Singing In The Choir Pressured to Join The Church

Question to Ask the Workplace  Doctors about not wanting to join:

I am a professional NON-evangelical, NON-Christian musician who volunteers to sing at weekly services. This volunteer job prepares me for professional jobs. How can I communicate with the Choir Director that I don’t want to join his/her church?

Signed, Don’t Want To Join

Dear Don’t Want To Join:

Your query raises several questions: 1. Is this a problem because the Choir Director has persistently asked you to join the church? 2. Has the Director suggested that either you join or that you should not sing in the choir? Or 3. Is this a feeling that you have because, as far as you know, all others in the choir are members of this church?

How might you respond if the invitation to join was only made once? You might simply say, “Thank you for this special invitation to make me welcome, but I’ve come to sing and I enjoy the music. Is it required for choir members to join the church?” That should clear the air unless choir members are strongly expected to join the church. If the Choir Director asks you a second time, you might need to be more assertive, saying, “I appreciate your invitation, but I just want to sing, and I don’t want to be pressured to join this church. Is that a problem?”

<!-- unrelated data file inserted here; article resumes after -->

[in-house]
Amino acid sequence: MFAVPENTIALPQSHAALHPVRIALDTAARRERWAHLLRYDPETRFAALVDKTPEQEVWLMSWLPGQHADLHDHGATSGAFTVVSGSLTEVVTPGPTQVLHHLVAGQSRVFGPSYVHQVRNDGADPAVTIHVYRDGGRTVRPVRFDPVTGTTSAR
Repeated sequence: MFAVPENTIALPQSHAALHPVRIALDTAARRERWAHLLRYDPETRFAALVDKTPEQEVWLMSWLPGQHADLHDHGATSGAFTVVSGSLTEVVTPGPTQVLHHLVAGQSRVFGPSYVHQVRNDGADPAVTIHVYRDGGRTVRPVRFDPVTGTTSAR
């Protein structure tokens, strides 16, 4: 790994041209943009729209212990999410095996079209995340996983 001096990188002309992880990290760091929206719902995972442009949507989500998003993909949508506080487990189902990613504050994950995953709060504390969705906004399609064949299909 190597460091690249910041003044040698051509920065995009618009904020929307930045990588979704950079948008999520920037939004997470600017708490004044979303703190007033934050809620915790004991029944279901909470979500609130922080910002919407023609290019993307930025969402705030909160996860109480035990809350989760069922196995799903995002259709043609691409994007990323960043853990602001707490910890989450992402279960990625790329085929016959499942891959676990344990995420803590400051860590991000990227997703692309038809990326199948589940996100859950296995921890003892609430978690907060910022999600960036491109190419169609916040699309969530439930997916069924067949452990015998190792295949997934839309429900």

You might preface an assertive comment with a polite and respectful note, such as, “I’ve studied music of Christian composers and I enjoy singing in the choir. I’m here because I’m learning from you. And I want to be good enough for you to want me here.”

Your comments undoubtedly can be more specific. You can praise the Director’s special attention to a recent number. You can ask his/her interpretation of some aspect of direction. You can suggest a song that you especially would like to have her/him direct. You can comment on the response of the congregation to choice of music.It is understandable if you do not feel completely welcome if you are in an Evangelical Church.

Those born-again feel compelled to win others to Christ. They have been called to be “fishers of men.” Sometimes, those, who have been taught to win souls, can seem pushy. It is their duty to do all in their power to help you believe. Some of them might strike you as Bible bullies, but they mean well. The act of winning souls confirms for them that they are right about being saved. You will need to understand this.

Yet another approach you might take is to meet separately with the Choir Director and to be up front with her/him about your goals. You might say, “I’m here to learn this type of religious music. I hope to learn from you and to sing with this choir for the next several months. Then I would like your advice of other choirs where I can become familiar with different types of religious music because I want to be a professional singer or at least able to do so part time. I know I have much to learn and I will do my best so long as you want me and I feel welcome.”

Do your best to be enthused as they are about praising their God through music. I predict that if you are winsome in this way that you will feel more a part of the choir even though you have reserved your right not to be a member of their church. I’m sure you know that there are other churches and non-Christian religions that will not pressure you if you can qualify for their choirs. Choirs are a real expression of interdependence and of giving of them selves. To paraphrase my signature advice: Singing together with voice, eyes, and hearts takes and makes big WEGOS.

William Gorden